David Thomas

Pere Ubu’s infamous frontman David Thomas takes his turn to share some of the building blocks behind his groundbreaking work


As a kid, I read lot of Hemingway and Ray Bradbury. In theory they’re two very different writers, but in reality there are similarities: Bradbury writes about things that aren’t seen and Hemingway writes about things that aren’t said. I also remember listening to recordings by Vachel Lindsay, the so-called “singing poet”. My dad was doing his masters on Lindsay – he was an American Lit guy – he was into the Beats, Ginsberg, Kerouac, he knew Gregory Corso’s wife. He was of that generation. Kerouac I liked because Kerouac was The Kid. I loved that whole idea of the journey east to west and following the sun. I thought the other Beat poets were theatrical, detached, whereas Kerouac was like, “Hey, let’s go!” and that to a child is much more interesting.

Pere Ubu were pre-punk, not post-punk. We came up as part of a short-lived generation in America in the mid-1970s who were literate kids. Groups like Television and us and The Residents and a number of other little groups you never heard of had ambitions – it seemed very clear to us at the time that there was another step coming and that we were the step. The evolution of the rock movement was really an upward straight line from the adolescence of rock ’n’ roll: ‘Heartbreak Hotel’, which formalises the third person narrative voice of rock music (it’s not about the Elvis character, it’s the bellhop who’s watching the Elvis character), then The Beach Boys and The Beatles. Then, in the 70s with the arrival of the analogue synthesiser and the realisation that the hippies were just a bunch of corporate tykes and the counterculture was a total farce, there we were, we seized our mission, and punk came along and wiped the whole damn thing out.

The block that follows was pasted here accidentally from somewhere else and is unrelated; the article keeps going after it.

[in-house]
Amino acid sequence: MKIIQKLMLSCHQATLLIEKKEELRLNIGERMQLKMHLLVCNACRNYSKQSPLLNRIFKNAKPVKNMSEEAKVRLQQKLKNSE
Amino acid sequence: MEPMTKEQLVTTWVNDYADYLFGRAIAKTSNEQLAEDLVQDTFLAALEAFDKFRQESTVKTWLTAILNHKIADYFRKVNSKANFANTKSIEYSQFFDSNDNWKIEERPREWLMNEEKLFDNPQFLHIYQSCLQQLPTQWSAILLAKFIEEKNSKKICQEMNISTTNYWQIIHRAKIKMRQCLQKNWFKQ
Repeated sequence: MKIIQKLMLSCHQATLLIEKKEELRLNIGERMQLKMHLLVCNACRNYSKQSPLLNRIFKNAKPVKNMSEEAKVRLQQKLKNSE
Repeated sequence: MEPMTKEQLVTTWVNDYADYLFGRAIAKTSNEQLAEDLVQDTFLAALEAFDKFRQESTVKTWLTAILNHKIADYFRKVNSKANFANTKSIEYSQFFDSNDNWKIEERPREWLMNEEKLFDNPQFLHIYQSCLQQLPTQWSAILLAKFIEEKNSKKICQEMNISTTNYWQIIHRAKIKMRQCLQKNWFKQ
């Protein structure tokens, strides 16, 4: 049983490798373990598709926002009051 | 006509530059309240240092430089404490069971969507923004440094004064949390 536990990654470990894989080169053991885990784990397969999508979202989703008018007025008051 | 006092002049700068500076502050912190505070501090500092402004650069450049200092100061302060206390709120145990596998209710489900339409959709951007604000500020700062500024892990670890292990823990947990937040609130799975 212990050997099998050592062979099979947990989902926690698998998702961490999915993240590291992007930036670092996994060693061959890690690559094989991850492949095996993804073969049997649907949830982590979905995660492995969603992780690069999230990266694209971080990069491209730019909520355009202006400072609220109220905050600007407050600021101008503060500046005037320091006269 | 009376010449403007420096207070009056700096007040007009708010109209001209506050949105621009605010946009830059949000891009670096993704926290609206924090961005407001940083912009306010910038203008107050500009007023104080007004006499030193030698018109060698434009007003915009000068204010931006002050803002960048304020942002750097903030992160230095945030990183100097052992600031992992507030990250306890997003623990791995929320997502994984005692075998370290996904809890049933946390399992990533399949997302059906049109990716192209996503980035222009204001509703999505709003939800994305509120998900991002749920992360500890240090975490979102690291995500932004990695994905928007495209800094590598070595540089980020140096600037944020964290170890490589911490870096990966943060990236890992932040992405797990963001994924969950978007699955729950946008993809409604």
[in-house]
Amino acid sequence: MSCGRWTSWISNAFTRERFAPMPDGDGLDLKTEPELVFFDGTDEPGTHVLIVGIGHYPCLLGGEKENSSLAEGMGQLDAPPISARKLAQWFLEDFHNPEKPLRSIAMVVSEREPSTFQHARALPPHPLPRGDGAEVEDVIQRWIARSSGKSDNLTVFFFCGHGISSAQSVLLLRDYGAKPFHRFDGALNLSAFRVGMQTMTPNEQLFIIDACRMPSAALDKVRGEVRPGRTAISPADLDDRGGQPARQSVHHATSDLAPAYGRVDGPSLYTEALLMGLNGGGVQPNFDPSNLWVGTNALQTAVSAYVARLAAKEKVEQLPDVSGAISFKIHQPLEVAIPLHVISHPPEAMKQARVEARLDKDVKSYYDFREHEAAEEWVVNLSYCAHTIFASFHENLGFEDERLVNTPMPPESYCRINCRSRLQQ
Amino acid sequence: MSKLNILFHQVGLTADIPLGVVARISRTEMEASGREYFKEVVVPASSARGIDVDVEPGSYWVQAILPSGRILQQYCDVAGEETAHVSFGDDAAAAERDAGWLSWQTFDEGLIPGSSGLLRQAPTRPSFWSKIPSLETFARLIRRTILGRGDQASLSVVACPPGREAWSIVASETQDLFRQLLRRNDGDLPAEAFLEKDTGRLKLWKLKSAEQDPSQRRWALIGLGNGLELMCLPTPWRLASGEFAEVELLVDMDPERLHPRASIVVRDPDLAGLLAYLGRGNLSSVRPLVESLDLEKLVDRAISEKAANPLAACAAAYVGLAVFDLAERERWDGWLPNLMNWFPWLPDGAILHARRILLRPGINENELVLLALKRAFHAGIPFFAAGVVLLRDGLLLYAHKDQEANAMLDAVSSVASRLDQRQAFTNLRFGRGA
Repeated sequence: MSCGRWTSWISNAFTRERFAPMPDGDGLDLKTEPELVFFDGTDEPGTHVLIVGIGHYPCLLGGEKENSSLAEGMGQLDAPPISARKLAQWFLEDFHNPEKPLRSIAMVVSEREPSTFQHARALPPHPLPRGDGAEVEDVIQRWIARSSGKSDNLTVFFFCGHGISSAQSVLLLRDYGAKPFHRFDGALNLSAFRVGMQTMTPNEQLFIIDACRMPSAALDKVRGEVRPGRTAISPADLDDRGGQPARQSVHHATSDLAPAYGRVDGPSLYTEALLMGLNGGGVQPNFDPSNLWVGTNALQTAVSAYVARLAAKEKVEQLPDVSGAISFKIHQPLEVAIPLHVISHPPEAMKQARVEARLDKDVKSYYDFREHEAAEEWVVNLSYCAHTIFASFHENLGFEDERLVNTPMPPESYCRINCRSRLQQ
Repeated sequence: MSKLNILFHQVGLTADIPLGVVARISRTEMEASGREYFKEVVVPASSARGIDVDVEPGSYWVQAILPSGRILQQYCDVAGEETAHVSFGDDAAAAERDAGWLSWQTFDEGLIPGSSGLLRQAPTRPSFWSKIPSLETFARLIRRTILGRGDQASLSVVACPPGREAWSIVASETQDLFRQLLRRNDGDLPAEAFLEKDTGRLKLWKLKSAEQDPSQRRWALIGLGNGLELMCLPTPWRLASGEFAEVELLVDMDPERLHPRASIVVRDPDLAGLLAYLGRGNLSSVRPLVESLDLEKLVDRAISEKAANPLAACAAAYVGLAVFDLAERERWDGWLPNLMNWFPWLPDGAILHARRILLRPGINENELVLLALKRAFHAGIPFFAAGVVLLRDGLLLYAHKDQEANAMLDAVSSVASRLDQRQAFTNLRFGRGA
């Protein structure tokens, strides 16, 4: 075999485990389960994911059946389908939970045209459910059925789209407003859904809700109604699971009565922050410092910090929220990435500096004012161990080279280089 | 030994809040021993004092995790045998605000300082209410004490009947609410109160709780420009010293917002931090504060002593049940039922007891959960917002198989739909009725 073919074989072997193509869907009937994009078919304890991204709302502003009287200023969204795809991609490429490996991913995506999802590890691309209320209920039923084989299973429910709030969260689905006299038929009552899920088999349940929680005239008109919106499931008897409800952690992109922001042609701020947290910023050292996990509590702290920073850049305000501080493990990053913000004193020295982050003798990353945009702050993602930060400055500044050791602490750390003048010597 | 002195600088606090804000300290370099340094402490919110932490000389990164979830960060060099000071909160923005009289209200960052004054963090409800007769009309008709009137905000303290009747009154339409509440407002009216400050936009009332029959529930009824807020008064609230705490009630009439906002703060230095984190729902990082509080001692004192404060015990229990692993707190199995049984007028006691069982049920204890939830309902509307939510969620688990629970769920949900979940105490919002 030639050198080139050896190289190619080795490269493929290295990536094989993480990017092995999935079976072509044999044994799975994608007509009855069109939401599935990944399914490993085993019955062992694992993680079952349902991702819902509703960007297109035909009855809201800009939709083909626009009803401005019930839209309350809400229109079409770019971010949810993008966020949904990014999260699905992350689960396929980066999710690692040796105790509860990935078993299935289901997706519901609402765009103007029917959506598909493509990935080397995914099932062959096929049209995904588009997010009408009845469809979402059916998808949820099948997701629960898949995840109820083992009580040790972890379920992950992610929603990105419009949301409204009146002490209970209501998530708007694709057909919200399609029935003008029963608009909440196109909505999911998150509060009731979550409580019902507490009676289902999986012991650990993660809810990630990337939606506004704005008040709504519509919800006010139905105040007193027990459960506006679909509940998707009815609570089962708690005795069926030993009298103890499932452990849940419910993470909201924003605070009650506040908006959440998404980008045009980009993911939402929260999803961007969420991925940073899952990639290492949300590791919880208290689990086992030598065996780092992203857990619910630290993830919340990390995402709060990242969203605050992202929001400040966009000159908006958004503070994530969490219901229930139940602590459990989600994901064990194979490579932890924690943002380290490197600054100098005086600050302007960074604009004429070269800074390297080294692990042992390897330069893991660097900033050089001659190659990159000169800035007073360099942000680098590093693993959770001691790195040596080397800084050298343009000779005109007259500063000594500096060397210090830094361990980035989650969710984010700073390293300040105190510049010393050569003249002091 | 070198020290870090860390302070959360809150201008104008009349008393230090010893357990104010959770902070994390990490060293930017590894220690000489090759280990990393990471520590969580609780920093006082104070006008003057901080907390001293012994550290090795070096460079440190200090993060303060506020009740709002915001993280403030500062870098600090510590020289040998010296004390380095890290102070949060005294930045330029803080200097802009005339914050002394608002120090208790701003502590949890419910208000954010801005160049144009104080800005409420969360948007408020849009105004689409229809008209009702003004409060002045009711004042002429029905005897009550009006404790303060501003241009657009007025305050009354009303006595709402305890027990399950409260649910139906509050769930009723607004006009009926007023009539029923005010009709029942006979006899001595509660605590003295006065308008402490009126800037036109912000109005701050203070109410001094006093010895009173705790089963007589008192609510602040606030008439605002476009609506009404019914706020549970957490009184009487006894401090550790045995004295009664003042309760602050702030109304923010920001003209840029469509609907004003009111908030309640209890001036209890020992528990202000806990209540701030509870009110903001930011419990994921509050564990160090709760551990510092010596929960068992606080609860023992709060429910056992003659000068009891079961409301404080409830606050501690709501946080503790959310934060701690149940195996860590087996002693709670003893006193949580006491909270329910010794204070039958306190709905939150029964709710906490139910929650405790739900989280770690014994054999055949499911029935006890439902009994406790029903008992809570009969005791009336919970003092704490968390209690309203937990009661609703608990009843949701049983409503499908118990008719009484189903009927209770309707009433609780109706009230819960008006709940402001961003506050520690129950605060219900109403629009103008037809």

My father had a few albums which he listened to endlessly like ‘The World Of Harry Partch’, which was my introduction to music. He didn’t have a huge record collection, but this was in it. It was amazing. I was 10. No one told me this stuff was weird. It sounded cool to me. My dad also had a Lenny Bruce album, which features Bruce lying on a gravestone on the cover. I also liked The Kingston Trio’s song ‘Tom Dooley’ as well as ‘Worried Man Blues’, a folk song that has become something of an obsession for me over the years.